by Izzy Cohan, staff writer
Recently there was an incident involving a student and an off-campus visitor. There was an email sent out by Dean of Students Paul Perrine explaining the confrontation and describing the off-campus suspect.
Perrine describes the process of sending the email, “under the Clery Act, one of our responsibilities as a college says that we need to send a timely warning, a warning to the community if there’s a danger to the community. Late Sunday or early Monday when we found the facts out, that was enough for us to say it could constitute a safety concern. The e-mail states here’s what we know happened.”
In most situations students are not informed of incidents of sexual assault on campus. Confidentiality is the greatest concern and in most cases there is no reason for a public statement. However, as Perrine describes, there was a threat to campus safety and a warning had to be issued.
According to RISE there have been 14 reported incidents since this academic year began.
“I’m sure there were many more that went unreported,” said RISE crew member Nora Frank.
When trying to raise awareness for sexual assault there is a double edge sword to incidents that are made public.
“In a way it’s good that people don’t know that things happen,” said Interim RISE Director Robin Rusboldt. “That means confidentiality is being kept, privacy is being kept, generally speaking—word isn’t getting out there, but then that’s also the bad part because then people aren’t [made aware] that there are incidents happening every month, every few weeks.”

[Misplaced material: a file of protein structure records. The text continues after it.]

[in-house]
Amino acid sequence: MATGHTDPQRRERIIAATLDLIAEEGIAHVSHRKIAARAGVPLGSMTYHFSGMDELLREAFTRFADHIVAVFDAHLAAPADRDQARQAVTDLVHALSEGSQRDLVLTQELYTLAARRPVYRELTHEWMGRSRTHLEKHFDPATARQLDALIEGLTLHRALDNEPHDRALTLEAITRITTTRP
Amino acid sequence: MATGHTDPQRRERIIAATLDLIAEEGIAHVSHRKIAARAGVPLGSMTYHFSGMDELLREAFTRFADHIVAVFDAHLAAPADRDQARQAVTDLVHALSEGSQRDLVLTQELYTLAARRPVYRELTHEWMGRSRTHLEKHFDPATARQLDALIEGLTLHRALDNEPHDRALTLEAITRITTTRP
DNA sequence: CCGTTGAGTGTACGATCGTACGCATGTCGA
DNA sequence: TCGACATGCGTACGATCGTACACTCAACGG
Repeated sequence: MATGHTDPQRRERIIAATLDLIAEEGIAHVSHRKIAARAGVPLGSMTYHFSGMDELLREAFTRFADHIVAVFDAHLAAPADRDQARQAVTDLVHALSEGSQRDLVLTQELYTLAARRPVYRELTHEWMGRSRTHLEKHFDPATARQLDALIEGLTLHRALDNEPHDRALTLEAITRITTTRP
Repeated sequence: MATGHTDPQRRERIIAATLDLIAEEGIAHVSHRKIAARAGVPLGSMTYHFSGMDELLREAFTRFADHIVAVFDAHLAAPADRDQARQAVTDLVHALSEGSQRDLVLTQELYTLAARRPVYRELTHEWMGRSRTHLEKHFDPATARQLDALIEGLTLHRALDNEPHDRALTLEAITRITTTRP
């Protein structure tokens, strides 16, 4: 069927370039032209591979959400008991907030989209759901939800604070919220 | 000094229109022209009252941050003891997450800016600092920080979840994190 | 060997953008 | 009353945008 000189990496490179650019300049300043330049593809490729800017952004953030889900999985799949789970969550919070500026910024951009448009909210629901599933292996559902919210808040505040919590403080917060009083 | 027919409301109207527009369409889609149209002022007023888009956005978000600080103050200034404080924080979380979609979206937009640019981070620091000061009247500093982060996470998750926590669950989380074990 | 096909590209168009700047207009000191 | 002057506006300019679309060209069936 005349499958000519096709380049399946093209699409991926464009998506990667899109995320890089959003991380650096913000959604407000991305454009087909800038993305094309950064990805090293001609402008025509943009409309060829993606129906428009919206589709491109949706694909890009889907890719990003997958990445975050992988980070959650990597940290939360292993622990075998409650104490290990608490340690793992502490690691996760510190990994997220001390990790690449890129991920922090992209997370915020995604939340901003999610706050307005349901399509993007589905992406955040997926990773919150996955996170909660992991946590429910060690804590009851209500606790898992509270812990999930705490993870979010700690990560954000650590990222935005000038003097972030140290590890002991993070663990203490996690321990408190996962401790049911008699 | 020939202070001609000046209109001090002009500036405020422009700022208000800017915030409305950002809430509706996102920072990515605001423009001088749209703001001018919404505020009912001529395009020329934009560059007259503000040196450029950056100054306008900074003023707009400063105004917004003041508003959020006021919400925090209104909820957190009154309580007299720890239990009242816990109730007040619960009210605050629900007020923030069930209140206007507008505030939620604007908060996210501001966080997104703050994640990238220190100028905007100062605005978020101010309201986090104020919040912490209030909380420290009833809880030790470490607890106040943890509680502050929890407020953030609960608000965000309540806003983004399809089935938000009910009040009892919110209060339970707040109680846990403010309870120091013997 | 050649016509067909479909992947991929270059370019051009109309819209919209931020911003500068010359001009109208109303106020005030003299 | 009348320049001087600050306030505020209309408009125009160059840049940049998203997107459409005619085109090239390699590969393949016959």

One program being developed by Rusboldt and RISE crew members Frank and Colin McCoy is a new Prevention Education Outreach program.
“The idea behind it was we were trying to figure out a way to have a more effective, widespread method of prevention education,” McCoy said. “We’re trying to reach everyone on campus not just the people interested in RISE. So we thought it would be a good idea to go to all the work crews because that’s a good way to reach the whole campus.”
They have created a short, 30-minute long program that addresses broader issues of sexual violence on campus.
“A lot of people come in and hear Lets Talk About Sex and then they don’t think about these issues again,” said McCoy.
This program would bring these issues to the foreground. The members of RISE have been working with Social Work majors to solidify the lesson plan and it will be going into effect early next semester.
With only a few days left in the semester, it is important to remind ourselves that the fight against sexual violence is not a one-time event or activity. Activism and advocacy should never cease. If we stop hearing about incidents, we have to listen harder.
“We can have Take Back the Night, we can have all kinds of events but if there isn’t a reason for students to think it affects them or for our community to think that it affects us we tend not to participate,” Rusboldt said. “It’s not until something comes up where everybody goes ‘Oh my goodness this is happening here, it’s true.’ So it’s hard, it’s something you have to care about and have a consciousness of all the time and not just when something major happens.”